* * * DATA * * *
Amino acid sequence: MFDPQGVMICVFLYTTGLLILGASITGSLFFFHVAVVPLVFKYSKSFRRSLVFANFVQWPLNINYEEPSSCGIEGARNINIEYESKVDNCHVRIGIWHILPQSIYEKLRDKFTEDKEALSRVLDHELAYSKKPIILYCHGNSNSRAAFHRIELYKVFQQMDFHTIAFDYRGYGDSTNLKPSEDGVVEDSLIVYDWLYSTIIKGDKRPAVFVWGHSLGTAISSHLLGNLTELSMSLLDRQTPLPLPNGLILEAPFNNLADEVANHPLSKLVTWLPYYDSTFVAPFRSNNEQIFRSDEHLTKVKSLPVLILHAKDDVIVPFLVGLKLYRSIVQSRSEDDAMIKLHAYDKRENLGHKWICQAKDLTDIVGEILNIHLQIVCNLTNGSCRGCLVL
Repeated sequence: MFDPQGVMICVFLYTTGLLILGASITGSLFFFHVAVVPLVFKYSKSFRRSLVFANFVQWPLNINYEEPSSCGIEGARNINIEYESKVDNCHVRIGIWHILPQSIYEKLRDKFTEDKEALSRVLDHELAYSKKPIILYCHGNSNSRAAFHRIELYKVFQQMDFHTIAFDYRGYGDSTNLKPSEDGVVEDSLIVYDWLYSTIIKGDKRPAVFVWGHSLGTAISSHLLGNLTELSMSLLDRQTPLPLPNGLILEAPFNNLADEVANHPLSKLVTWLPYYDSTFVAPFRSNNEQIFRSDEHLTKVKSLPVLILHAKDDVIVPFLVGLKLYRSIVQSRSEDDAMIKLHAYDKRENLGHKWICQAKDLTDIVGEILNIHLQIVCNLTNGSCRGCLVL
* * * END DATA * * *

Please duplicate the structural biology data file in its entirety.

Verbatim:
Amino acid sequence: MFDPQGVMICVFLYTTGLLILGASITGSLFFFHVAVVPLVFKYSKSFRRSLVFANFVQWPLNINYEEPSSCGIEGARNINIEYESKVDNCHVRIGIWHILPQSIYEKLRDKFTEDKEALSRVLDHELAYSKKPIILYCHGNSNSRAAFHRIELYKVFQQMDFHTIAFDYRGYGDSTNLKPSEDGVVEDSLIVYDWLYSTIIKGDKRPAVFVWGHSLGTAISSHLLGNLTELSMSLLDRQTPLPLPNGLILEAPFNNLADEVANHPLSKLVTWLPYYDSTFVAPFRSNNEQIFRSDEHLTKVKSLPVLILHAKDDVIVPFLVGLKLYRSIVQSRSEDDAMIKLHAYDKRENLGHKWICQAKDLTDIVGEILNIHLQIVCNLTNGSCRGCLVL
Repeated sequence: MFDPQGVMICVFLYTTGLLILGASITGSLFFFHVAVVPLVFKYSKSFRRSLVFANFVQWPLNINYEEPSSCGIEGARNINIEYESKVDNCHVRIGIWHILPQSIYEKLRDKFTEDKEALSRVLDHELAYSKKPIILYCHGNSNSRAAFHRIELYKVFQQMDFHTIAFDYRGYGDSTNLKPSEDGVVEDSLIVYDWLYSTIIKGDKRPAVFVWGHSLGTAISSHLLGNLTELSMSLLDRQTPLPLPNGLILEAPFNNLADEVANHPLSKLVTWLPYYDSTFVAPFRSNNEQIFRSDEHLTKVKSLPVLILHAKDDVIVPFLVGLKLYRSIVQSRSEDDAMIKLHAYDKRENLGHKWICQAKDLTDIVGEILNIHLQIVCNLTNGSCRGCLVL